Due to climate change and stakeholders’ expectations, defining a CSR and a sustainability strategy has become mainstream in the business world. But to truly deploy these intentions internally and make effective progress, companies need to go even further. Here’s how a CSR network can help.

It is increasingly harder today to find large or even-mid size companies without a CSR strategy. But very often, this strategy is hard to implement internally: employees are not always well informed, some goals are often hard to implement or measure, different departments do not always cooperate or communicate as efficiently as expected… As a result, the effective impact of these companies and their ability to create positive changes are affected.

There’s a good strategy to overcome these issues: building a network of CSR reference-figures (aka internal champions) inside companies. True ambassadors of the sustainable development strategy of companies, these ambassadors can play a crucial role in helping different departments implement a true culture around corporate social responsibility (CSR).

A Network Of Internal CSR Ambassadors To Help Spread The Sustainability Strategy

Studies show company employees are not always aware of the CSR strategies that can or are supposed to be implemented within their organizations. However, most employees say they are interested in CSR. In fact, a study published in 2015 by Ekodev, Des Enjeux et des Hommes and Mindded showed 85% of employees said they wanted to get more involved with the CSR actions of their companies. But at the same time, nearly 60% of them felt like they were not being enough informed and involved.

This is a real problem because in order to be effective, a CSR strategy needs to be intrinsically understood and lived by everyone, especially employees. For instance, an eco-design policy is only effective if the engineers who will implement it on a daily basis are really informed what’s at stake (creating products that can be easily disassembled and so on…) and the importance of doing so.

From sales or purchasing divisions to marketing and product design: all areas of a company need to be informed about the greater mission behind the implementation of a CSR strategy. And for that, a network of CSR ambassadors may be the solution.

What Is A Network Of CSR Ambassadors?

To put it simply, a network of CSR ambassadors brings together voluntary employees who are interested in getting more involved with CSR issues. These ambassadors end up playing the role of informal leaders and have a crucial role in helping to disseminate the CSR strategy of the company within different organizational groups.

They are, therefore, employees who in addition to their original job description spend some of their working time training other colleagues on CSR subjects. They create internal dialogues on issues related to sustainable development and their achievements and constraints with the people whose work is to fully focus on the development of the CSR strategy.

Ideally, a network of CSR ambassadors should be made of employees coming from different departments, independently of their hierarchical positions or individual contributions to business success. From managers to salespeople or operational staff, everyone can be a CSR ambassador as long as there are different people covering all the spectrum of a company’s activities.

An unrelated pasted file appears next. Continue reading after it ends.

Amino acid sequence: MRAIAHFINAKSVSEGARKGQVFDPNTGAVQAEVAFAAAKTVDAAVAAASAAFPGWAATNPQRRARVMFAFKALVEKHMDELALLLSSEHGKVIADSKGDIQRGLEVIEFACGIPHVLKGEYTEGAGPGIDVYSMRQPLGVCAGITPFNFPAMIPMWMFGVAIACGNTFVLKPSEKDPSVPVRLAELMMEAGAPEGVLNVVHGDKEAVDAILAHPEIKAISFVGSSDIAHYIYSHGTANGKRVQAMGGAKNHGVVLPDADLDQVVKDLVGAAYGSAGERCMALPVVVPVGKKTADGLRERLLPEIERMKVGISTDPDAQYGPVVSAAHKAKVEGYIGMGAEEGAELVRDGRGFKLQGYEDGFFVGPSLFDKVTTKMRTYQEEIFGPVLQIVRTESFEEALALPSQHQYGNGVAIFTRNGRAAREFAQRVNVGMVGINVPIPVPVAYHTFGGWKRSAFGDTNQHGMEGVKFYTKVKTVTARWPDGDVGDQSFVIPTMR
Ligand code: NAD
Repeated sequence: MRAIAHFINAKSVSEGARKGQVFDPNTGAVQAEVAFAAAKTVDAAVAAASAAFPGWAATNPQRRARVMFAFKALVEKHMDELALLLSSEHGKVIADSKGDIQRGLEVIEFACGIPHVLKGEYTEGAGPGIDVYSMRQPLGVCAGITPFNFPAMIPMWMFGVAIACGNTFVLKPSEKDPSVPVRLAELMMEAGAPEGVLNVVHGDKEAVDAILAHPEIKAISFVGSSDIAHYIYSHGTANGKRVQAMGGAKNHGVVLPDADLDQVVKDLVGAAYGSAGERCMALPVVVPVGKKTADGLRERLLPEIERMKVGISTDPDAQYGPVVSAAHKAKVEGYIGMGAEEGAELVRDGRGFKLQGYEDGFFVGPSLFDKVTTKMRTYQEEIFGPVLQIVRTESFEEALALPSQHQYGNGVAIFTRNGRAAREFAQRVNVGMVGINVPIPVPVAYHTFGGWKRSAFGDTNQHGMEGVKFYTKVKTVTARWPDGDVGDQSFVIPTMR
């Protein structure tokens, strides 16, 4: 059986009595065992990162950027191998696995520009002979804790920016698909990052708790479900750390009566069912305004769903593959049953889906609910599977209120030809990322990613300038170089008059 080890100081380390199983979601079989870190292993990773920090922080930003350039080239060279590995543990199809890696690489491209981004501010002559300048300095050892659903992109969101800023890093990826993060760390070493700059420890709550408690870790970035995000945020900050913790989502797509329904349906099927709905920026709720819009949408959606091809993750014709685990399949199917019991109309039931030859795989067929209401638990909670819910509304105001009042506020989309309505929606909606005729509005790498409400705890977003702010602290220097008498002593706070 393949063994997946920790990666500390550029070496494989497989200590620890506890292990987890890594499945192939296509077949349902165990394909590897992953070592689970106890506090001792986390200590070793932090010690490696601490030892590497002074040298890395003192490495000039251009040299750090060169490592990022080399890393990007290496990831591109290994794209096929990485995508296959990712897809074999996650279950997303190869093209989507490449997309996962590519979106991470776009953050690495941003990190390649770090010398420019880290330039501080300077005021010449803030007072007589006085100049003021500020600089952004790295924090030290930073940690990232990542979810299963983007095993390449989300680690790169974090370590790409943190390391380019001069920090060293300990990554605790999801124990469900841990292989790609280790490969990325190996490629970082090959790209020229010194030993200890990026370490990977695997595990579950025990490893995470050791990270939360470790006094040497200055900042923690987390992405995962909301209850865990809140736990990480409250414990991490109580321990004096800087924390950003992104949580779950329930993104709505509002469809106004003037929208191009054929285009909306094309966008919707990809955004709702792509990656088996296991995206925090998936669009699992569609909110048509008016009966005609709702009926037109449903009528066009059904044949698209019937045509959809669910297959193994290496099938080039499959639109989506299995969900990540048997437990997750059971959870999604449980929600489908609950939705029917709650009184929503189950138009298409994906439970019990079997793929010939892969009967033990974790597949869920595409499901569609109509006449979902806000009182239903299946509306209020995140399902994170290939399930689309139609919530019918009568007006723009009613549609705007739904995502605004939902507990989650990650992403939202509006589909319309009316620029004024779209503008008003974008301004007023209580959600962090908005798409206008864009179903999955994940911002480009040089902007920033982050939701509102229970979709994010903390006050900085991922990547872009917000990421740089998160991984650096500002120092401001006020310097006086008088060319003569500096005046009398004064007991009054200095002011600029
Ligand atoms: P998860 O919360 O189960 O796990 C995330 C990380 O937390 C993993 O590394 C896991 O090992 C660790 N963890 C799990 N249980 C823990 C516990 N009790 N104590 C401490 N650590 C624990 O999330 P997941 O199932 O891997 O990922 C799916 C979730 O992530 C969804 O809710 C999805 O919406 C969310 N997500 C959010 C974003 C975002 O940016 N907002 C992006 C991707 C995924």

In the end, the idea is to enable employees throughout the company to better understand the organization’s CSR strategy. As a result, there will be a valuable flow of information coming from the CSR department to workers and back again to the origin. And this will allow better feedback and progress on issues like what needs to be better explained, what’s not working well or if there are irrealistic goals. Ultimately, a good communication will lead to more effective actions being prioritized, well implemented and well measured.

Developing A Network Of CSR Ambassadors Across Organizations Working On Their Sustainability

Beware that while creating a network of CSR ambassadors, there are a few best case practices worth following. First, define clearly the role and mission of your CSR ambassadors network. Is it simply a matter of informing and training employees? Or are you launching specific operational initiatives? Who are the members of the network? How much of their working time will CSR ambassadors need to spend working on CSR issues?

In order to set up a coherent project that achieves general consensus, all the issues above mentioned should be discussed directly with employees but also in agreement with their N + 1 and management. It is then also necessary to give the ambassadors network the means to work properly. First, they should probably get some specific training to better master the axes of the CSR strategy. Later it would be also important to established communication guidelines on how to report questions, challenges or feedback.

Finally, it will also be necessary to create a way of recognizing the network of CSR ambassadors and anchoring it with their annual reviews of performance. Perhaps the company’s large sustainability OKRs can unfold into a percentage of the individual goals of each ambassador?

Good luck! And remember: it’s better done than perfect.

[Image credits to shutterstock]